It's Sew Jen{aissance}

8:59 PM

Here are a few of our current Hoop Art offerings!





Apple Tree


 
Work in Purple


Read!


Questions

Loving Pink

Embellished Flower

Copper Patina Bead Tree

Victorian Style Silhouette




diy

Turn a Cat Litter Pail into a Planter

12:35 PM






Sometimes it works out perfectly that something that might otherwise be considered a piece of garbage will actually solve a lingering problem.

Such is the case with these cat litter pails. They're made out of hard plastic, and normally I keep them out in the garage pending some use before I throw them away after a few months. But in this case, I had an immediate use for these buckets, so they went straight to the back porch where we have our container garden.

This is my poor catnip plant. Usually when I buy a catnip plant the cats get to it and eat it before it has a chance. This one has lasted for 4 years now and has spread into any pot where I might have reused the dirt elsewhere. Last spring I had combine the bulk of the spreading plant into a 1.5 or 2 gallon pot where it grew happily and kept the cats stoned all summer. This year, though, it has outgrown its pot and looks sad every morning as displayed in the picture above. Not only is it pot-bound, but this thirsty bugger just isn't getting enough water.

The same holds true for Lobelia. I got her just this year, but I'm unfamiliar with growing this flower so I put her in too small of a pot. She gets very thirsty and there just isn't enough volume in the pot to hold enough water.

I got a trimming of this plant from my mom who got a trimming of this plant from her dad. My mom calls it a sedum, but even when Googling sedum I can't find a picture match. If anyone knows exactly what this is please feel free to comment any info. Apparently, this plant wasn't doing well in Wisconsin where my grandparents are, or they had a storm that knock it out or something. Well, it's flourishing here in Tennessee. It was a sick little 2-root trimming when my mom gave it to me, and now it's getting bigger than the pot I put it in.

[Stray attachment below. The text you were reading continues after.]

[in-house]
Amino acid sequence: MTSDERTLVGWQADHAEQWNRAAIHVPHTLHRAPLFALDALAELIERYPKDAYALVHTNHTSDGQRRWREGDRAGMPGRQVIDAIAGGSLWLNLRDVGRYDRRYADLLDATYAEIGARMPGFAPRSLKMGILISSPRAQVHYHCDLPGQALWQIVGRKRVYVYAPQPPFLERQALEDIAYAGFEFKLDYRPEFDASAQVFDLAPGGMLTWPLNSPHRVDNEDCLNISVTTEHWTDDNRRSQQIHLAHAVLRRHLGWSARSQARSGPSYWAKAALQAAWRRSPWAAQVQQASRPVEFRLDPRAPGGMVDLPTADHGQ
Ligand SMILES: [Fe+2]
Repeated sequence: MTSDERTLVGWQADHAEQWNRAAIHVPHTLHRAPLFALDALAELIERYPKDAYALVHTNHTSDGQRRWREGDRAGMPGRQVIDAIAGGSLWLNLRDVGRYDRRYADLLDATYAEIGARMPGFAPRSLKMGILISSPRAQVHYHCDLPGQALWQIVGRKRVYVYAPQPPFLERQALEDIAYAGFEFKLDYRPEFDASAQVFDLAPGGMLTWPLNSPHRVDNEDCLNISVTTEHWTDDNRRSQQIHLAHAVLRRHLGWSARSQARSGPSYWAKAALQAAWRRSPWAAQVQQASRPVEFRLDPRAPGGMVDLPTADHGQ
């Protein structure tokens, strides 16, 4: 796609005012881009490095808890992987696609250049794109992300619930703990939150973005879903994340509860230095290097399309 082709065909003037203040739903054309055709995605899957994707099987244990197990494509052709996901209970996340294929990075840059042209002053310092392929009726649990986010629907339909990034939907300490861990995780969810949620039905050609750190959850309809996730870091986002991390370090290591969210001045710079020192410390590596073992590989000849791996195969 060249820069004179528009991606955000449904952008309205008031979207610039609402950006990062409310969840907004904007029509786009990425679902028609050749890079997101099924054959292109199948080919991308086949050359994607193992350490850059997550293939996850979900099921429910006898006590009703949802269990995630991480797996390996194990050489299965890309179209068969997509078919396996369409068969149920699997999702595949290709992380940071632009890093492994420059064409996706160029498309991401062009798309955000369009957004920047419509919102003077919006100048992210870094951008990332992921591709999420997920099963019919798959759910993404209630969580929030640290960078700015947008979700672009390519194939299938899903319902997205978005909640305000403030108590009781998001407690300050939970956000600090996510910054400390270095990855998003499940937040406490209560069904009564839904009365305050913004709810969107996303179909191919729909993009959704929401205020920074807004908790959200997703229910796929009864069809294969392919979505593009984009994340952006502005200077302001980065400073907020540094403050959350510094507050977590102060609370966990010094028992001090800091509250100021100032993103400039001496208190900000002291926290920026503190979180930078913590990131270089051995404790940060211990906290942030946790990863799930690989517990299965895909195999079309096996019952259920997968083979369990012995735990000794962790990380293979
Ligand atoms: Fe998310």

I have some leftover spray-paint cans in the garage, so rather than look at cat litter labels I decided Jen told me to paint the buckets so they at least they didn't say SHIT ROCKS on the side.

3 buckets - I had green, light blue, and red spray paint. These only took a few hours to fully dry.

I used a 1/2 inch drill bit and drilled drainage holes into the bottom. When planting, I tend not to put rocks over the holes at the bottom because it tends to block drainage, and I've never had an issue of soil loss. I used a pliers to remove any bits of plastic still clinging around the holes.

I started with the catnip plant by filling the bucket up only quarter way full of dirt because of the size of the root structure of the catnip plant. I want to leave at least a one inch rim at the top of the bucket for proper watering.

This thing was so pot-bound it was said. Some small black ants were also using it as a home and food source, so I gave it a good spray with Pyrethrin based insecticide as well. Needless to say I won't be giving any nip to the cats within the next couple of weeks not only because of the poison but to give the plant enough time to recover from shock.

I centered the root ball in the center of the bucket and filled in the sides with dirt. As I was filling, I was reaching my hand in to make sure dirt was getting deep around the root ball so there were no air pockets. I then filled the rest of the bucket up with dirt until there was about an inch or so rim remaining.